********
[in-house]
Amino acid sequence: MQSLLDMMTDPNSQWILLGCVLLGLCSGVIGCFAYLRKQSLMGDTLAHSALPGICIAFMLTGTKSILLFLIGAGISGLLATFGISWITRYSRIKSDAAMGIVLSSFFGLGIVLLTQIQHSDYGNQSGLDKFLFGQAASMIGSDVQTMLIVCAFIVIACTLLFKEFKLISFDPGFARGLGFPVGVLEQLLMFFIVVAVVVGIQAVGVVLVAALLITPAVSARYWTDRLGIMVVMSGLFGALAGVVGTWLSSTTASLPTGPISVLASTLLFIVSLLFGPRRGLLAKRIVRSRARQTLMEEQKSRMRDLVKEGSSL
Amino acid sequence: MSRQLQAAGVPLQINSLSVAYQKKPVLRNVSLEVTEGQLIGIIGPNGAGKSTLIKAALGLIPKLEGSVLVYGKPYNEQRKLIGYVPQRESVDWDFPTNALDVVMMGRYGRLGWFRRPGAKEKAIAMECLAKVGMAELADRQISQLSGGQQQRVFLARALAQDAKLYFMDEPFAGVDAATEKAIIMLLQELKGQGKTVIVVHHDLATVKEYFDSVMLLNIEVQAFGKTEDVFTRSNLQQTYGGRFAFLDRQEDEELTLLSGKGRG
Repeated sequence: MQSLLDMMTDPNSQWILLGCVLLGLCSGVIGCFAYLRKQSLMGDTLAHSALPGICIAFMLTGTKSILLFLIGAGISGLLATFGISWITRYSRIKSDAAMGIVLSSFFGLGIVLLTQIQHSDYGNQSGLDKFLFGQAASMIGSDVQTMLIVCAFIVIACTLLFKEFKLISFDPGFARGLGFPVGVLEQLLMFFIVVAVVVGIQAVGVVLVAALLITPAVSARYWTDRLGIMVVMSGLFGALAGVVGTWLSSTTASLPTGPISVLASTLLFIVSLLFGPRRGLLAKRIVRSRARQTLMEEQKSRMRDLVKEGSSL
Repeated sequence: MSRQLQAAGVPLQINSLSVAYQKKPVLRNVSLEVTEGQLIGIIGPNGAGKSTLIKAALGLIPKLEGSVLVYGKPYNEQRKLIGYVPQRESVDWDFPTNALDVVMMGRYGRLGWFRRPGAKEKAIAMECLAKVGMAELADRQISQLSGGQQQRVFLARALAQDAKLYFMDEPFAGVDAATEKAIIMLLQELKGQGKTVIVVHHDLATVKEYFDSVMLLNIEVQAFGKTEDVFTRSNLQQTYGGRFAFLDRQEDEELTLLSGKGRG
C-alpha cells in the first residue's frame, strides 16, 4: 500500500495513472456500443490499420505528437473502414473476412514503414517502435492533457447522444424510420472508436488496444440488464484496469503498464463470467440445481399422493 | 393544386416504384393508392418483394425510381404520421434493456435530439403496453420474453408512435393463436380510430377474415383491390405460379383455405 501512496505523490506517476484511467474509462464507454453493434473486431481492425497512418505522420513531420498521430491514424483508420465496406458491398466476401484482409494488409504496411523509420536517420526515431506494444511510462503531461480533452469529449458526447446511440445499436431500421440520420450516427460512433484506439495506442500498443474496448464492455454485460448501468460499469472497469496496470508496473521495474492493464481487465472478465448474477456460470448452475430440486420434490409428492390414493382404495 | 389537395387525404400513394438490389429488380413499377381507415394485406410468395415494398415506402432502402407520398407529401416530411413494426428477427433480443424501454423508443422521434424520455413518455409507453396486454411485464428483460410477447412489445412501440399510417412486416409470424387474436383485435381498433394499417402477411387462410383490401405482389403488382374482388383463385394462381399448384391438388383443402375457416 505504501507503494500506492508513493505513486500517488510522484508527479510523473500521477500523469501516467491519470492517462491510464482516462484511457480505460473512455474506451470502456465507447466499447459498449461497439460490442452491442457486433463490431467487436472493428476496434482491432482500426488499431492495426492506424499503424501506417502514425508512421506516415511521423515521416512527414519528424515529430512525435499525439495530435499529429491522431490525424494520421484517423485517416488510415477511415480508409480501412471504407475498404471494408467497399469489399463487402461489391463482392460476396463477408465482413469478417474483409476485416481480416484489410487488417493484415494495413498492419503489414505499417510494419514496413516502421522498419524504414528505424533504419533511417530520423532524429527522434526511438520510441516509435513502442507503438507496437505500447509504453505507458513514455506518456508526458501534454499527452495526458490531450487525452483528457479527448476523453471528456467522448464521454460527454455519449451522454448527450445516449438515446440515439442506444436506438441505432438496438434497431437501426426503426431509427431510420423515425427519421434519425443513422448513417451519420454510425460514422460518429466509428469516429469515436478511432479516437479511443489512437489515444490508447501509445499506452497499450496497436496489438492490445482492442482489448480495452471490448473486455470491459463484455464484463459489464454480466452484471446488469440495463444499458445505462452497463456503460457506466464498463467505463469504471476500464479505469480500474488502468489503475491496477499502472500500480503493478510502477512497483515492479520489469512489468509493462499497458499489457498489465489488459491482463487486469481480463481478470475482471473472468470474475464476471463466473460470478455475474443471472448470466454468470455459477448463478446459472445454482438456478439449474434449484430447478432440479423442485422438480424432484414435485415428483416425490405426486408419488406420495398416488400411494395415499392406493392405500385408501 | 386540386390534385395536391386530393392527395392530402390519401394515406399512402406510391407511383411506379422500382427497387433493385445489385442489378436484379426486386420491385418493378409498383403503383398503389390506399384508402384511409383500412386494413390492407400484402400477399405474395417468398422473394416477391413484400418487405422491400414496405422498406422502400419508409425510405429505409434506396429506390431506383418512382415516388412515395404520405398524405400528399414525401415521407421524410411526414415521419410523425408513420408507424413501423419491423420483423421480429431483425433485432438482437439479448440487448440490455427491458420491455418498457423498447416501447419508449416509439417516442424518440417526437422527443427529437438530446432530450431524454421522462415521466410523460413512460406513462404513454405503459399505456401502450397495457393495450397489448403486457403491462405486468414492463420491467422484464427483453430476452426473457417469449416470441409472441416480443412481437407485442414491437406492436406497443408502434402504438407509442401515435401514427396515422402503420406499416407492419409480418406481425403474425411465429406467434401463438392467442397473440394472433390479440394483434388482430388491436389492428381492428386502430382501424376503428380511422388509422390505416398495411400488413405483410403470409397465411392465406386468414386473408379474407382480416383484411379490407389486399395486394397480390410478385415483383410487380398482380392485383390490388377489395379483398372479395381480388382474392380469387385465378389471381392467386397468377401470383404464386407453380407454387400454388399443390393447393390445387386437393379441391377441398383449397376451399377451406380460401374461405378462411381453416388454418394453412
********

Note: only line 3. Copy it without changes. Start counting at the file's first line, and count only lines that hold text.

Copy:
Amino acid sequence: MSRQLQAAGVPLQINSLSVAYQKKPVLRNVSLEVTEGQLIGIIGPNGAGKSTLIKAALGLIPKLEGSVLVYGKPYNEQRKLIGYVPQRESVDWDFPTNALDVVMMGRYGRLGWFRRPGAKEKAIAMECLAKVGMAELADRQISQLSGGQQQRVFLARALAQDAKLYFMDEPFAGVDAATEKAIIMLLQELKGQGKTVIVVHHDLATVKEYFDSVMLLNIEVQAFGKTEDVFTRSNLQQTYGGRFAFLDRQEDEELTLLSGKGRG